[Show abstract][Hide abstract] ABSTRACT: The solute carrier 26 (SLC26) family emerges as a distinct class of anion transporters with its members SLC26A3 (Slc26a3) and SLC26A6 (Slc26a6) reported to be electrogenic Cl(-) /HCO3 (-) exchangers. While it is known that uterine fluid has high HCO3 (-) content and that HCO3 (-) is essential for sperm capacitation, the molecular mechanisms underlying the transport of HCO3 (-) across uterine epithelial cells and sperm have not been fully investigated. The present review re-examines the results from early reports studying anion transport, finding clues for the involvement of Cl(-) /HCO3 (-) anion exchanges in electrogenic HCO3 (-) transport across endometrial epithelium. We also summarize recent work on Slc26a3 and Slc26a6 in uterine epithelial cells and sperm, revealing their functional role in working closely with the cystic fibrosis transmembrane conductance regulator (CFTR) for HCO3 (-) transport in these cells. The possible involvement of these anion exchangers in other HCO3 (-) dependent reproductive processes and their implications for infertility are also discussed.
Cell Biology International 01/2014; 38(1). DOI:10.1002/cbin.10183 · 1.93 Impact Factor
"During the epididymal maturation process in vivo, cyclic phosphodiesterase level of goat sperm decreases sharply [Jaiswal and Majumder, 1996] showing thereby that the sperm motility induction is associated with downregulation of cyclic phosphodiesterase activity resulting in decrease of the breakdown of cyclic-AMP which is essential for sperm forward motility [Jaiswal and Majumder, 1998; Okamura et al., 1985; Tajima et al., 1987; Rojas et al., 1992; Garbers and Kopf, 1980; Yeung , 1984; Vijayraghavan et al., 1985]. It is still not clear as to how the FMSF-receptor interaction triggers the flagellar motility. "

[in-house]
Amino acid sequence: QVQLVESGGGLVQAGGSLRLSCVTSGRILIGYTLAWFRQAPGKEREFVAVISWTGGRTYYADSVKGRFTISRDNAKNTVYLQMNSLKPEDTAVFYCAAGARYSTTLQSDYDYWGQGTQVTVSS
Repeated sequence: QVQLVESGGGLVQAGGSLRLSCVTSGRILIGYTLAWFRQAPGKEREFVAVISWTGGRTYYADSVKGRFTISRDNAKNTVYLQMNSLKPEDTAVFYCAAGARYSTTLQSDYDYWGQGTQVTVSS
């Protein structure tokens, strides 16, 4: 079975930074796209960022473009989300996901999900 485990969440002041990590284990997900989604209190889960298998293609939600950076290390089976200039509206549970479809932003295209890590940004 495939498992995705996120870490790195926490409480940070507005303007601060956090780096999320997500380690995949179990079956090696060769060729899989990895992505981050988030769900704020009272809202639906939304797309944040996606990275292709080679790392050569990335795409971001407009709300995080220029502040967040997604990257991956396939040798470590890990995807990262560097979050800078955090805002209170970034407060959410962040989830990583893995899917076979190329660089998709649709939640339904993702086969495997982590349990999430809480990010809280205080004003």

[Show abstract][Hide abstract] ABSTRACT: Spermatozoa are highly specialised cells that possess flagellar motility which is essential for natural fertilization. Sperm motility measurement is associated with a serious technical problem due to sticking of these cells to the glass surface of haemocytometer required for motility analysis. Our research work has led to the discovery of novel anti-sticking factors (ASF-I and II) in caprine epididymal plasma (EP) that showed high affinity for inhibiting adhesion of spermatozoa to glass. These factors have been purified to apparent homogeneity by using multiple biochemical fractionation procedures. ASF-I and II are 47 and 36 kDa, heat-stable glycoproteins. The purified ASFs are suitable for eliminating the “cell-sticking" artefact in motility assays, as they have no role in sperm motility. Using ASFs in routine sperm motility assays, we have investigated biochemical basis of caprine sperm forward progression. A motility-promoting protein (FMSF) has been purified from buffalo serum using CM-cellulose chromatography, HPLC and native polyacrylamide gel electrophoresis. FMSF is a 66 kDa specific monomeric protein. Recently MIP: a motility initiating protein has been purified from EP. It is a 125 kDa dimeric protein made up of two subunits: 70 and 54 kDa. FMSF is also present in EP. Both the proteins serve as the physiological activators of sperm motility.